Liver imaging with a novel hepatitis B surface protein derived SPECT-tracer
2013
Authors: Müller T, Mehrle S, Schieck A, Haberkorn U, Urban S, Mier W
CellNetworks People: Urban Stephan
Journal: Mol Pharm. 2013 Jun 3;10(6):2230-6. doi: 10.1021/mp400038r. Epub 2013 May 3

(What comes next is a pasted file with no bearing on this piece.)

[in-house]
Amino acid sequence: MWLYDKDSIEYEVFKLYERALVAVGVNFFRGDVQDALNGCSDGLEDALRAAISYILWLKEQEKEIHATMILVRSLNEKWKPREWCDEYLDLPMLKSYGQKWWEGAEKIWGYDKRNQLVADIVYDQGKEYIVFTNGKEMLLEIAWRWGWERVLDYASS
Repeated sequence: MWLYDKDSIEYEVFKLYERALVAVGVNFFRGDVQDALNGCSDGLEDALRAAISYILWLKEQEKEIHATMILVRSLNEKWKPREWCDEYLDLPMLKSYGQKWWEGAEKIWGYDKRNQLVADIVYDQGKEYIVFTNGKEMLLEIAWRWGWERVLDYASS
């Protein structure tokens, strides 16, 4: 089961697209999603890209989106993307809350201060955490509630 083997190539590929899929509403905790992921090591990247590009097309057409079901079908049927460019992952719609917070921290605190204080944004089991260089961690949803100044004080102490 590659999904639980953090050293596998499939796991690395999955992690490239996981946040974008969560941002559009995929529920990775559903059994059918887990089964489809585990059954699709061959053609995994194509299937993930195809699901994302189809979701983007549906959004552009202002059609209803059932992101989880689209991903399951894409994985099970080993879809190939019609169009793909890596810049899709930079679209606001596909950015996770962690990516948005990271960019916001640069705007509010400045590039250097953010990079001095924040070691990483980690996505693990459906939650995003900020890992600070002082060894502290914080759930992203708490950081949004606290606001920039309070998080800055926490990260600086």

Diagnostic imaging of the liver by ultrasound, computed tomography (CT) and magnetic resonance tomography (MRT) is generally limited to the visualization of the morphology. In order to exploit the intriguing liver tropism of the human hepatitis B virus (HBV) for molecular imaging of the liver, peptidic tracers derived from the HBV large envelope protein (L) were studied. An N-terminally stearoylated tracer comprising amino acids 2-48 of the PreS1-domain of the L protein was synthesized by solid phase peptide synthesis. Mercaptoacetyltriglycerin (MAG3) was linked to this peptide to enable (99m)Tc labeling. Biodistribution studies in mice showed an excellent liver accumulation of this novel class of radiotracer with 84%, 84%, 65%, and 16% of the injected dose in the liver after 10 min, 1 h, 4 h, and 24 h, respectively. Imaging studies on a gamma camera showed a clear visualization of the liver already 10 min post intravenous injection. These studies confirmed the exclusive accumulation of the tracer in the liver with negligible background in other organs. Owing to a significant biliary clearance rate of the (99m)Tc bound via a linker, the tracer enabled imaging of the bile ducts starting 30 min after injection. Analysis of the route of excretion revealed complete clearance within 24 h post injection. Clearance was predominantly via renal secretion. In conclusion, the novel class of tracers shows excellent pharmacokinetic, biodistribution, and clearance kinetics. It provides unique biological information different from the current imaging modalities. Its primary application is likely to be the evaluation of liver cancer patients. Specific indications may include tumor staging, the differentiation of malignant versus benign hepatic lesions, and liver tumors of nonhepatocellular origin.